372a or b. Student Teaching: Secondary School Mathematic and Sciences
(2)
Supervised internship in teaching in a middle, junior, or senior high school, grades 7-12. Examination of the interrelationships of teachers, children, and curriculum as reflected in the classroom learning environment. One or more conference hours per week. The department.
       Open to seniors only.
       Prerequisites: Psychology 105; Education 235, 263, 290; Education 392. (Ungraded only.) Permission of instructor.
 
374a or b. Student Teaching: Secondary School English
(2)
Supervised internship in teaching in a middle, junior, or senior high school, grades 7-12. Examination of the interrelationships of teachers, children, and curriculum as reflected in the classroom learning environment. One or more conference periods per week. Ms. Cantor.
       Open to seniors only.
       Prerequisites: Psychology 105; Education 235, 263, 290; Education 394. (Ungraded only.) Permission of instructor.
 
376a or b. Student Teaching: Secondary School Social Studies
(2)
Supervised internship in teaching in a middle, junior or senior high school, grades 7-12. Examination of the interrelationships of teachers, children, and curriculum as reflected in the classroom learning environment. One or more conference hours per week. Mr. Roellke.
       Open to seniors only.
       Prerequisites: Psychology 105; Education 235, 263, 290; Education 396. (Ungraded only.) Permission of instructor.
 
[380. Deconstructing the Curriculum]
(1)
This is an advanced educational theory and analysis course. Theoretical and philosophical perspectives on pedagogy, classroom structure, and school administration are presented as a framework for analyzing a series of curriculum topics: purpose, content, organization, implementation, and evaluation. Each of these topics is examined from divergent viewpoints in order to expose the underlying assumptions of curricular decisions in each area. Mr. Roellke.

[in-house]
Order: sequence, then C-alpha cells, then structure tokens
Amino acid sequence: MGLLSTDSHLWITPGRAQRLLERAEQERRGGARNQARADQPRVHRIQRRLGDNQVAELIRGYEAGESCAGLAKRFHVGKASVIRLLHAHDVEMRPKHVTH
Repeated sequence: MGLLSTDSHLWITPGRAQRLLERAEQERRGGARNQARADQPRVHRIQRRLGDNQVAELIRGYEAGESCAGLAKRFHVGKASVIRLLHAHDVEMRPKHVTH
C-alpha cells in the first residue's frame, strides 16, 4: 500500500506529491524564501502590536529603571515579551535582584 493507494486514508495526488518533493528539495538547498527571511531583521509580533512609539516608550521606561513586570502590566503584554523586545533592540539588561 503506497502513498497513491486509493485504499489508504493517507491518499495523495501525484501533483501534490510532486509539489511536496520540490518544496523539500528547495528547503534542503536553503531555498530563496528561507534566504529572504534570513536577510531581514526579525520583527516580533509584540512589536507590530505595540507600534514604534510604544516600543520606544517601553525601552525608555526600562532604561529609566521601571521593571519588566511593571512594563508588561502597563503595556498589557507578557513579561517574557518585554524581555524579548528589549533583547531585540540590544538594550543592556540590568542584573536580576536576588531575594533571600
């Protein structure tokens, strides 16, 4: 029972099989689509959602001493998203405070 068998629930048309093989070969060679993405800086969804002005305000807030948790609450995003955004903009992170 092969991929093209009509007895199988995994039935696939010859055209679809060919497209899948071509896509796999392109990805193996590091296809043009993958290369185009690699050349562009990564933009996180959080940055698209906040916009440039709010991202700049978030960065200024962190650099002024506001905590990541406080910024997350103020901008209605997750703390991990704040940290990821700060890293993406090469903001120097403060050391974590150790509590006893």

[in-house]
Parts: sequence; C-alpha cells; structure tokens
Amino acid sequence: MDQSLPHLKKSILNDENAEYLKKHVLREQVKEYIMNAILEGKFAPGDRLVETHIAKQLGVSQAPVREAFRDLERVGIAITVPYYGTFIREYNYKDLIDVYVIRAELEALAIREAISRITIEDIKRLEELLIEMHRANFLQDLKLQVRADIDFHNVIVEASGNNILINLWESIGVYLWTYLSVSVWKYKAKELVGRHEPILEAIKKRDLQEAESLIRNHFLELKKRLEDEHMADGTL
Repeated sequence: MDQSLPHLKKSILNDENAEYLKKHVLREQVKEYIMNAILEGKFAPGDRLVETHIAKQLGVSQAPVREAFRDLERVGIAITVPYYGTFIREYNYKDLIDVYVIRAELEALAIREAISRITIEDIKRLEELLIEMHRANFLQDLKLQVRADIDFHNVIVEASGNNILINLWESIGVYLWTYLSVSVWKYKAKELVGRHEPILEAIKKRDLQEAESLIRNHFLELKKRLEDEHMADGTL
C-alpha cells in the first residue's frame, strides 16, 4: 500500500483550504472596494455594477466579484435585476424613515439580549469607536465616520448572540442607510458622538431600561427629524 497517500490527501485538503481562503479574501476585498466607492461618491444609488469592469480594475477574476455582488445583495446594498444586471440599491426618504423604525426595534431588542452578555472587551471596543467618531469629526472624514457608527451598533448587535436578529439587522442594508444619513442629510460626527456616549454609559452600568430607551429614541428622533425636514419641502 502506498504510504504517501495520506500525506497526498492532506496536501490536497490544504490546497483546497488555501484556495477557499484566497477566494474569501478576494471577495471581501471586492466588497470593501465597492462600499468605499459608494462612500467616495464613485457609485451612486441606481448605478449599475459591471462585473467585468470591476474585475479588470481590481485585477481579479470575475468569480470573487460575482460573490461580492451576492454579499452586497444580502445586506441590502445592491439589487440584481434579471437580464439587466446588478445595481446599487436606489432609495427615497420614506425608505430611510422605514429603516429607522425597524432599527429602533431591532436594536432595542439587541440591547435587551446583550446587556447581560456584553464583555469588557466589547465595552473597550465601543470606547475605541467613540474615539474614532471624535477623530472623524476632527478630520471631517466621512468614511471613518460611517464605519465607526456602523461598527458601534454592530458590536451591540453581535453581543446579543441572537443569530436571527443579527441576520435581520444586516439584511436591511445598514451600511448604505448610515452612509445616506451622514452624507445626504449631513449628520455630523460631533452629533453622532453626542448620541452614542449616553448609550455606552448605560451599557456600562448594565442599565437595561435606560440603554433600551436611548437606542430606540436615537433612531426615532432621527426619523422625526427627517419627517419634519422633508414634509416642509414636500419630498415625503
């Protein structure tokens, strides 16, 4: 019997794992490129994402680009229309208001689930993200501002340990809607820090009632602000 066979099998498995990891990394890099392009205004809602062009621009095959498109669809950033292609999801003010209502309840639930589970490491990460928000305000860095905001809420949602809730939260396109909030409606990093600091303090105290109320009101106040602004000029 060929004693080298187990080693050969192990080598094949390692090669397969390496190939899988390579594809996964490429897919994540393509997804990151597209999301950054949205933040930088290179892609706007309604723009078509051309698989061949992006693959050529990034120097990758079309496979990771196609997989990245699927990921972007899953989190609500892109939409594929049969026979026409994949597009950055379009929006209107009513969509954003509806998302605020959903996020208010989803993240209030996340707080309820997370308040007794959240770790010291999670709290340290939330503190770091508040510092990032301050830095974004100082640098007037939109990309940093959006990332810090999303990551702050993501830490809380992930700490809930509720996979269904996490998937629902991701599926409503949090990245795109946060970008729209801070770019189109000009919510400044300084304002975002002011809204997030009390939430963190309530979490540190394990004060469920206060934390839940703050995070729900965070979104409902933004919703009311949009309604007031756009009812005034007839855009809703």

Prerequisite: permission of instructor.
       One 3-hour period.
 
390b. Secondary School Teaching: Methods in Foreign Languages
(1)
A seminar in the methods of teaching and development of curriculum in foreign languages in the secondary school. Special emphasis is placed on the relation of effective learning to motivation, to adolescent development, and to individual needs. Discussion of currently evolving theories of instruction in the secondary schools. Instructor to be announced.
       Prerequisites: Psychology 105; Education 235, 263, 290. Permission of
       instructor.
       One 2-hour period.
 
392b. Secondary School Teaching: Methods in Mathematics and Science
(1)
Seminar in the methods and materials used in a secondary school science and mathematics program. Examination of current trends in application of learning theories related to those subject areas. Emphasis placed on expanding of student view of educational problem solving by exploration of instructional alternatives. Instructor to be announced.
       Prerequisites: Psychology 105; Education 235, 263, 290. Permission of instructor.
       One 2-hour period.
 
394b. Secondary School Teaching: Methods in English
(1)
A seminar in the methods of teaching and development of curriculum in English in the secondary school. Special emphasis is placed on the relation of effective learning to motivation, to adolescent development, and to individual needs. Instructor to be announced.
       Prerequisites: Psychology 105; Education 235, 263, 290. Permission of
       instructor.
       One 2-hour period.
 
396b. Secondary School Teaching: Methods in the Social Studies
(1)
Seminar in the methods and materials of secondary school social studies teaching. Special emphasis will be placed on curriculum development. Specific attention given to the selection of materials and the exploration of innovative teaching techniques. Mr. Roellke.
       Prerequisites: Psychology 105; Education 235, 263, 290, permission of
       instructor.
       One 2-hour period.
 
399a or b. Senior Independent Work
(1/2 or 1)
Special permission. The department.